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Zebrafish Help Unlock Clues to Human Disease

The Center for Functional Investigation in Zebrafish — or the FINZ center — is a research core facility of the McKusick-Nathans Institute of Genetic Medicine. Thirty different cores from departments across The Johns Hopkins University offer more than 500 different research-related services. The centers allow investigators to share valuable resources and expertise, saving both time and dollars.

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Tapping into the Heart’s Strategy

Jennifer Lawton studies a channel in heart cells that protects the organ when energy is low. By understanding this protection mechanism, her team hopes it can find medications to reduce harm to the heart following heart surgery, heart attack or times of stress.  

Natalia Trayanova

Natalia Trayanova on Virtual Hearts that Save Lives

Natalia Trayanova is a professor of biomedical engineering and medicine. Her lab creates predictive computer simulations to generate personalized virtual hearts to assess patient risk of sudden cardiac death and to guide personalized anti-arrhythmia interventions 

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Decoding the Brain’s Learning Machine

 Researchers have uncovered significant new details about how the cerebellum makes predictions and learns from its mistakes, helping us execute complex motor actions such as accurately shooting a basketball into a net. Learn more.
Fish eye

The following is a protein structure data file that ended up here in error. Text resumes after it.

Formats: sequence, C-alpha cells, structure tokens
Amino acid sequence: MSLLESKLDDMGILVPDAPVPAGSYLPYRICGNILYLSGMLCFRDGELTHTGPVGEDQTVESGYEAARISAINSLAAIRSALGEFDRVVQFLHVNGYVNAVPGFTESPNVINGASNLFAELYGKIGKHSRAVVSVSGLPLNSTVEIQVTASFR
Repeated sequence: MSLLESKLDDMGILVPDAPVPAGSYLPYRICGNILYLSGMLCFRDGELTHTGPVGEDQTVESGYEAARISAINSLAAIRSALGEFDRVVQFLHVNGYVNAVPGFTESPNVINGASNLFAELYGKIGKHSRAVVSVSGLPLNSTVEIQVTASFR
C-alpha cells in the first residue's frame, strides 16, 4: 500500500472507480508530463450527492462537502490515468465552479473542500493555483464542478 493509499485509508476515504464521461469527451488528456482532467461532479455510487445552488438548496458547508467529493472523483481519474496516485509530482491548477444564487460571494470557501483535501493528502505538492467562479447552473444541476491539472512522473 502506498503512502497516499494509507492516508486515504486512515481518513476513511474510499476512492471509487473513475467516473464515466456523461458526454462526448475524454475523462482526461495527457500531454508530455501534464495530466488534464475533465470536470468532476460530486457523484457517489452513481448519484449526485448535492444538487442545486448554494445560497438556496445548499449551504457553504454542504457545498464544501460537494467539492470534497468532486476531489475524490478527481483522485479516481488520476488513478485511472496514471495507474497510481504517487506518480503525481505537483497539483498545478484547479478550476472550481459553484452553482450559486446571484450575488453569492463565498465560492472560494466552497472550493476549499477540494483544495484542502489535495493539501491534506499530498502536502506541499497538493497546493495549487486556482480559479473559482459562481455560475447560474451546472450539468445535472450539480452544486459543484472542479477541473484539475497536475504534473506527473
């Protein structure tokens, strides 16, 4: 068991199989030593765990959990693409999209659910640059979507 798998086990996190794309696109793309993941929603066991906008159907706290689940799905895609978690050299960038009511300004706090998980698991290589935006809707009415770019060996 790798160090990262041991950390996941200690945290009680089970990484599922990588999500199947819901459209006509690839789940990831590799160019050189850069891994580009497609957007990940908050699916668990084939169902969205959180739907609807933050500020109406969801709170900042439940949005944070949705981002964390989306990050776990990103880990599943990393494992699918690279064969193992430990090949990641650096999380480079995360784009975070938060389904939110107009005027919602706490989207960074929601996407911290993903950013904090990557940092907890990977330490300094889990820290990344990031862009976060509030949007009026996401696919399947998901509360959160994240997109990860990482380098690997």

Image of the Month

Images have the power to stir the imagination and convey the beauty and wonder of science. Follow us on Instagram at JHM.Fundamentals. Each week, we feature science images contributed by Johns Hopkins researchers. Johns Hopkins Faculty and staff: Submit your research-related images to Follow us.

Scientists Develop Method to Tweak Tiny ‘Antenna’ on Cells

Researchers have found a fast way to manipulate a cell’s cilia. This may advance scientists’ efforts to  understand not only how the nanosized antennae work, but also how to repair them.  Learn more.
Microphone in the audience

When There’s an Audience, People’s Performance Improves

Researchers found that when people know they are being observed, parts of the brain associated with social awareness and reward invigorate a section of the brain that controls motor skills, improving their performance at skilled tasks.  Read more.

Heart Failure: The Alzheimer’s Disease of The Heart?

Similar to how protein clumps build up in the brain in people with some neurodegenerative diseases such as Alzheimer’s and Parkinson’s, protein clumps appear to accumulate in the diseased hearts of mice and people with heart failure.  Read more.